Team reports detailed analysis of electrical characteristics of a tiny transistor made from two quantum dots
A single-electron transistor (SET) is an electrical device that takes advantage of a strange quantum phenomenon called tunneling to transport single electrons across a thin insulator. The device serves as an on/off switch on the tiniest scale and could play an important role in quantum computing.
A group of researchers in Japan is exploring the behavior of a certain type of SET made from two quantum dots, which are bits of material so small they start to exhibit quantum properties. The group has produced a detailed analysis of the electrical characteristics of the so-called double-quantum-dot SETs, which could help researchers design better devices to manipulate single electrons. They report their findings in the Journal of Applied Physics, from AIP Publishing.
The team began their work by fabricating the electrodes of the SET, which were separated by a nanometer scale gap, with an electroless gold-plating technique. They then synthesized size-controlled gold nanoparticles within the gap.
To do this, they "chemically assembled a series of double-dot SETs by anchoring two gold nanoparticles between the nanogap electrodes with alkanedithiol molecules to form a self-assembled monolayer," explained Yutaka Majima, a professor in the Materials and Structures Laboratory at the Tokyo Institute of Technology.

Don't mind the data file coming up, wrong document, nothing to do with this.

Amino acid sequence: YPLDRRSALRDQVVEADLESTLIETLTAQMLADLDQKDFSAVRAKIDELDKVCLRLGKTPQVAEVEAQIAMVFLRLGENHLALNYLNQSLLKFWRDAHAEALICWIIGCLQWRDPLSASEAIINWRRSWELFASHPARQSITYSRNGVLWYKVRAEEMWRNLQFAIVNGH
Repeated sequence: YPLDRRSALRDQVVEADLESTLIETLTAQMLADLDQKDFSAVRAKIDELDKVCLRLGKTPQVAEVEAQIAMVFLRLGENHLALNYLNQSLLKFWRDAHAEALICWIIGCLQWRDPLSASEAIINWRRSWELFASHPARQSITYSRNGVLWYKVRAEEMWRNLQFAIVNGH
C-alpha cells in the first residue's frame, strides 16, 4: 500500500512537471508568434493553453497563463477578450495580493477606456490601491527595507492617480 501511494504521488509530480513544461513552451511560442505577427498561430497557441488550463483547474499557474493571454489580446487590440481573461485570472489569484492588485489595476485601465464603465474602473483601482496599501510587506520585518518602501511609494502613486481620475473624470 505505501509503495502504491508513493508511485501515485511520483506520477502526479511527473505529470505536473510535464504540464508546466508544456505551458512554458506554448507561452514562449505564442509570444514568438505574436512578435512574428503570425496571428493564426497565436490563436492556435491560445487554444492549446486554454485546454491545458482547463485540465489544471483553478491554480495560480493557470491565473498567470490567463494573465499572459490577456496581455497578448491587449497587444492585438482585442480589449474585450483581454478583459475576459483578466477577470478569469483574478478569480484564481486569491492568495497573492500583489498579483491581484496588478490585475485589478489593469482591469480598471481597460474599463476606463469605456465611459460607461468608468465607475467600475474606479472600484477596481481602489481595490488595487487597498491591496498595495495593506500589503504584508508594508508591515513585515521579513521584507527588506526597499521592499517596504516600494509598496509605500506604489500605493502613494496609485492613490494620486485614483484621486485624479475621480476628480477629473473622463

The team tested the electrical properties of the device and found that regions within the quantum dots exhibited zero conductance and a stable electron number—both highly desirable traits for quantum computing. Such regions are called Coulomb diamonds and their properties are "extraordinarily stable and coveted," Majima said.
The same researchers had earlier found Coulomb diamonds in single-quantum-dot SETs.
The group—which also includes members from Kyoto University, the University of Tsukuba, and Japan Science and Technology Agency (JST)—was then able to determine, through both theoretical and experimental analysis, many additional important electrical parameters of the SETs. The team then linked these parameters to the geometry of the device.
"Thanks to [the Coloumb diamond] stability, we could determine the equivalent circuit parameters with accuracy by analyzing the device's electrical characteristics," said Majima. "Precise estimation of the circuit parameters results in the determination of double-dot structures, which can be critical for reproducible single-electron devices."
Majima and colleagues found that the evaluated parameters "corresponded well to the geometrical structures of the device," which they were able to observe via scanning electron microscopy.
In terms of applications, it's quite possible that the team's work with double-dot SETs will find future use within quantum electronics to manipulate a single electron and its spin.
The researchers' next goal is "to manipulate and control a single electron and its spin on double-dot single-electron devices by using asymmetric side-gate electrodes to demonstrate spin qubits," said Majima.
Qubits, aka quantum bits, can encode both a "zero" and a "one" at the same time within their relative spin, so they are being pursued for storing and manipulating information in quantum computers.